These tools are freely available, and able to scan a variety of programming languages. Bogosec (http://bogosec.sourceforge.net/index.html) is a wrapper around these tools, and can predict security concerns in software. However, without available source code for backup software, these tools are useless.
When it comes to information security these are very real concerns for any backup package. When selecting a backup package you have to make sure there are no known security flaws in the software. Amanda, the leading open source backup package, has been tested with a variety of tools and by several organizations. For example, Coverity (http://scan.coverity.com), a collaborative effort between Stanford University and the open source community, tested Amanda code quality. When bugs were discovered the Amanda community quickly corrected them and reduced the count to zero. This compares to an average defect rate of 20 to 30 bugs per 1000 lines of code for commercial software, according to Carnegie Mellon University’s CyLab Sustainable Computing Consortium.
Backup Security Checklist
|Is there a strong authentication of backup server and backup clients?|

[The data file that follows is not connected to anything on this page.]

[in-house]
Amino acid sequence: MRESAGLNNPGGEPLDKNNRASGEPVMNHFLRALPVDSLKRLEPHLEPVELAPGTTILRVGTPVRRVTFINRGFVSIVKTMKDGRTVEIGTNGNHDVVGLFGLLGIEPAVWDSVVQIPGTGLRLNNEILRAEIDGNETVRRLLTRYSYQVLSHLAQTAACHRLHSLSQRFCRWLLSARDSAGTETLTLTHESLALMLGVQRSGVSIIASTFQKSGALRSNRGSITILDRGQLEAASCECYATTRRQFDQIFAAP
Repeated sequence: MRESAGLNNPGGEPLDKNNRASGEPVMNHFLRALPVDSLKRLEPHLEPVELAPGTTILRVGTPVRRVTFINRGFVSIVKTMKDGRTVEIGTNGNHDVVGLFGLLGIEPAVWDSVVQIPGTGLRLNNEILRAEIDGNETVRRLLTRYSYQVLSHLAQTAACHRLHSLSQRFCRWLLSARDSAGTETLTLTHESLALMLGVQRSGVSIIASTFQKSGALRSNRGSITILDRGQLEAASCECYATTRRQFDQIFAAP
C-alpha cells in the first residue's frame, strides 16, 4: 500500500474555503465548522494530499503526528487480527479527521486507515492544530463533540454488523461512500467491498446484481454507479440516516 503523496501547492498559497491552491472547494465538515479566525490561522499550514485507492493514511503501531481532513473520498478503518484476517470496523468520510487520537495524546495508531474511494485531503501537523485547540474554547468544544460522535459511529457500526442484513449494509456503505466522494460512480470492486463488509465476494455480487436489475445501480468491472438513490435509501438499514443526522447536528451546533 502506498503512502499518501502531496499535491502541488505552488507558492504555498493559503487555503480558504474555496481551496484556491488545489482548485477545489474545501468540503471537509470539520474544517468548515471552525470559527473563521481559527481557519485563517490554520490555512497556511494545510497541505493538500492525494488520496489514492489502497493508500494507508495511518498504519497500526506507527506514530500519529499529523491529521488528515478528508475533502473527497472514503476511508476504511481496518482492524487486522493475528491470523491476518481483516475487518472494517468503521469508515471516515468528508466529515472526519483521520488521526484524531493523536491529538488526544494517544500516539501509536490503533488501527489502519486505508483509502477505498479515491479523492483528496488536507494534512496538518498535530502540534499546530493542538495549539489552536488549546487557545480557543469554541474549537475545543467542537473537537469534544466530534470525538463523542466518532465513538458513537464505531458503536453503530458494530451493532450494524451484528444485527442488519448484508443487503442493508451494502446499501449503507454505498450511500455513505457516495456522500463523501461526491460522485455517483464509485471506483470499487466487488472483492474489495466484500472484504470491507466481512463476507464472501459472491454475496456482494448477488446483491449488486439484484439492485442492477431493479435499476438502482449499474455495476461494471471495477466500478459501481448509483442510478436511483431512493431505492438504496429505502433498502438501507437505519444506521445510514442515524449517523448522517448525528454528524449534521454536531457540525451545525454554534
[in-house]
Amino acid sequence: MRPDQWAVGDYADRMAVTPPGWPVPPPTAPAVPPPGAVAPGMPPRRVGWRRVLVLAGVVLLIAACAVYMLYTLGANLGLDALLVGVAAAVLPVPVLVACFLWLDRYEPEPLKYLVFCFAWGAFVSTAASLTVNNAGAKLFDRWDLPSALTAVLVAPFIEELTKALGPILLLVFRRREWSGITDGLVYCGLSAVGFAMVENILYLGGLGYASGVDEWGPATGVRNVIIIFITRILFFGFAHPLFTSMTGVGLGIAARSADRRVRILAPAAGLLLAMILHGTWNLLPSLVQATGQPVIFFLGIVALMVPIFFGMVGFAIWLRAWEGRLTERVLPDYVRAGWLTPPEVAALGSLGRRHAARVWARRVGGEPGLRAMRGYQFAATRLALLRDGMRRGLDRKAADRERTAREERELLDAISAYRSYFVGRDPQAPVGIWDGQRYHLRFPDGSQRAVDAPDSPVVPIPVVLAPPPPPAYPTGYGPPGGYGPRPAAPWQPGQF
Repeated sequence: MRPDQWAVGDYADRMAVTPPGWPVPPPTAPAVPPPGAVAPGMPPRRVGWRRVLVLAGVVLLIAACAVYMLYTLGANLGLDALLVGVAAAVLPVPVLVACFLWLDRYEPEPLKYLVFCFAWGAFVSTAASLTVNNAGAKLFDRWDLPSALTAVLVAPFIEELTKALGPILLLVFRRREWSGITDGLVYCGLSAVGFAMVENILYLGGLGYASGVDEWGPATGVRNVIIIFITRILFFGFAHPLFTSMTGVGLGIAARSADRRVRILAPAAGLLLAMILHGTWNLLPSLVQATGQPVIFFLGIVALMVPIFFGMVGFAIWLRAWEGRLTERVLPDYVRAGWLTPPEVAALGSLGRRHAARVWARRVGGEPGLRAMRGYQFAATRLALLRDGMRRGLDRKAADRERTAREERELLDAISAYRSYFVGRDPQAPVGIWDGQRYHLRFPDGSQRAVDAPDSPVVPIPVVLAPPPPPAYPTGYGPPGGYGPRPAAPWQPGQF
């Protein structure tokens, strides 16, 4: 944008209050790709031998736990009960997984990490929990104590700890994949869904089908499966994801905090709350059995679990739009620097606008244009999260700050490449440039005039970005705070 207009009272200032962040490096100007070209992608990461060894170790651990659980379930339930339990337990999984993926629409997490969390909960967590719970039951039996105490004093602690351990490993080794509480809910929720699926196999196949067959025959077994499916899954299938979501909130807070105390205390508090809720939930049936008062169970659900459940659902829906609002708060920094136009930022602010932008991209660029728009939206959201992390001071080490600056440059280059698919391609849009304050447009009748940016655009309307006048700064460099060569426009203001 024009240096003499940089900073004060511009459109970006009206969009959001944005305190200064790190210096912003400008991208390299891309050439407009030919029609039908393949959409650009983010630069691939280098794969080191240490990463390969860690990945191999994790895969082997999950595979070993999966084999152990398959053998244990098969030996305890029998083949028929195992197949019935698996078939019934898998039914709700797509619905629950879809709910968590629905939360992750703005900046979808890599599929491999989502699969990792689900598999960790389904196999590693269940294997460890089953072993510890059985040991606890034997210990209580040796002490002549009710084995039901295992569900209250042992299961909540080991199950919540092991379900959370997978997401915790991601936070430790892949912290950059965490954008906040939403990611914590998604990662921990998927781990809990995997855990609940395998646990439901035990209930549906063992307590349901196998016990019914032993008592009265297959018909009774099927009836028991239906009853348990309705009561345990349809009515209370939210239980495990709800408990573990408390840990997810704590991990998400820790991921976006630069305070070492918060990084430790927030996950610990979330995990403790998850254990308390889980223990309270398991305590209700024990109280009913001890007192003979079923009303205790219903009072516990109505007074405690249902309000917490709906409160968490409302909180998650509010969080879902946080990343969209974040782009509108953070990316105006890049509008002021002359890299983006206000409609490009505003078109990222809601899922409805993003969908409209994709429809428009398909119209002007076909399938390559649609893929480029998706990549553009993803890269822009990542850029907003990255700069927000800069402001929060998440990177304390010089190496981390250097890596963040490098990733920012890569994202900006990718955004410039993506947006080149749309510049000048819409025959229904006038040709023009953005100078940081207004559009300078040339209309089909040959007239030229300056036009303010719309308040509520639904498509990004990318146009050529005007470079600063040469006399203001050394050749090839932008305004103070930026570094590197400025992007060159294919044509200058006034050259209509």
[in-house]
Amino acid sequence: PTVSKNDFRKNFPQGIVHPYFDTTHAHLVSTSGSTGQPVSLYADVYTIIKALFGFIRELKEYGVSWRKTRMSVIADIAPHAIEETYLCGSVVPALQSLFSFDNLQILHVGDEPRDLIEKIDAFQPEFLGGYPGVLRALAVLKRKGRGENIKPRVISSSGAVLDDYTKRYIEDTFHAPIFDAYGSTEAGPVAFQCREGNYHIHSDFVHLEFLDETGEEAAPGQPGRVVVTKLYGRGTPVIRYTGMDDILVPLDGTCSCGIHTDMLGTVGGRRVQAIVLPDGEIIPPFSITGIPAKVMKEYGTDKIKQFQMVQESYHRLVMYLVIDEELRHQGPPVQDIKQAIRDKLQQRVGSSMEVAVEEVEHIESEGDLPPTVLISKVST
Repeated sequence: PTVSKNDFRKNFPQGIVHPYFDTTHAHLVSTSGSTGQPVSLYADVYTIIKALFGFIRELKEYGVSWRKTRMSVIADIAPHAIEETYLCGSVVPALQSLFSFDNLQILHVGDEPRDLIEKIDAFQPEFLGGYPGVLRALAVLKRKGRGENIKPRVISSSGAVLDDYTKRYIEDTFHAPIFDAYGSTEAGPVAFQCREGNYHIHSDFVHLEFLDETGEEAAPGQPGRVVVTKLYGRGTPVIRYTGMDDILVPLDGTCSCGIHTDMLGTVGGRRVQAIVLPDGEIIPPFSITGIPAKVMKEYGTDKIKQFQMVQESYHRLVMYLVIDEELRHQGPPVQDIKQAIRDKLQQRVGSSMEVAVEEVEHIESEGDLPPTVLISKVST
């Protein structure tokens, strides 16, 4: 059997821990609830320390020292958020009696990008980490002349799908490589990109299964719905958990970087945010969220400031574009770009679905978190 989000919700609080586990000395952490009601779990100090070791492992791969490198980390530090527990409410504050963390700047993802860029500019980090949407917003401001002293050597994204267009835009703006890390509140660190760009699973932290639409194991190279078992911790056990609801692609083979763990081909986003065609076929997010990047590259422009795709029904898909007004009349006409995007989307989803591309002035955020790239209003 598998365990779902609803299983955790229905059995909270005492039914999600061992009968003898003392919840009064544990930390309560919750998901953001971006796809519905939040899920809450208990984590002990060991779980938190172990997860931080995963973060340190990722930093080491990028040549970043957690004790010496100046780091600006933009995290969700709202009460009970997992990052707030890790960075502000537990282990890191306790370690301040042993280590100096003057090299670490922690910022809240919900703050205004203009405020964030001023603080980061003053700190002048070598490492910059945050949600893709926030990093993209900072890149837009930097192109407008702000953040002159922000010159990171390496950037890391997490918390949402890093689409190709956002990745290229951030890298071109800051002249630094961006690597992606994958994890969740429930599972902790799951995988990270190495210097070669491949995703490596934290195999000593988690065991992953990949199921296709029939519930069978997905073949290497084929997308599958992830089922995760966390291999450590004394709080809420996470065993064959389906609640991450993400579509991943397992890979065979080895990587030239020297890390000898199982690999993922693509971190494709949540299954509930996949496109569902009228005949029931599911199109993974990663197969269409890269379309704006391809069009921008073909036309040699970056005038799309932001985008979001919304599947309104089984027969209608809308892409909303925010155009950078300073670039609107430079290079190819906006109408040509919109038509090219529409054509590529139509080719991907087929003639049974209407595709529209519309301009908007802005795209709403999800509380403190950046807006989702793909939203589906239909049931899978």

|Is there encryption on a client for securing data in transit?|
|Is there encryption on a backup server for securing data on a backup media, e.g. tape?|
|Can you choose between different encryption methods and take advantage of new encryption algorithms?|
|Is there role-based access control for administration, backup and recovery?|
|Can you open just a few ports (ideally only one port) for backup through a firewall?|
|Is there support for SELinux?|
|Did you verify security of backup software configuration files that store passwords for file-, database- and application servers?|
|Did you verify that US-CERT has no alerts about your backup software?|
|Are there independent reports about quality and security of code for your backup software?|
Since your backup is a copy of your most valuable digital assets, backup security is a critical consideration. Implementing truly secure yet financially viable backup policies requires a thorough understanding of the associated trade-offs. However, any organization can find a reasonable compromise to establish secure backup policies that it can afford. The important thing to remember is that backup security is not a project, but a process that requires constant monitoring and improvement.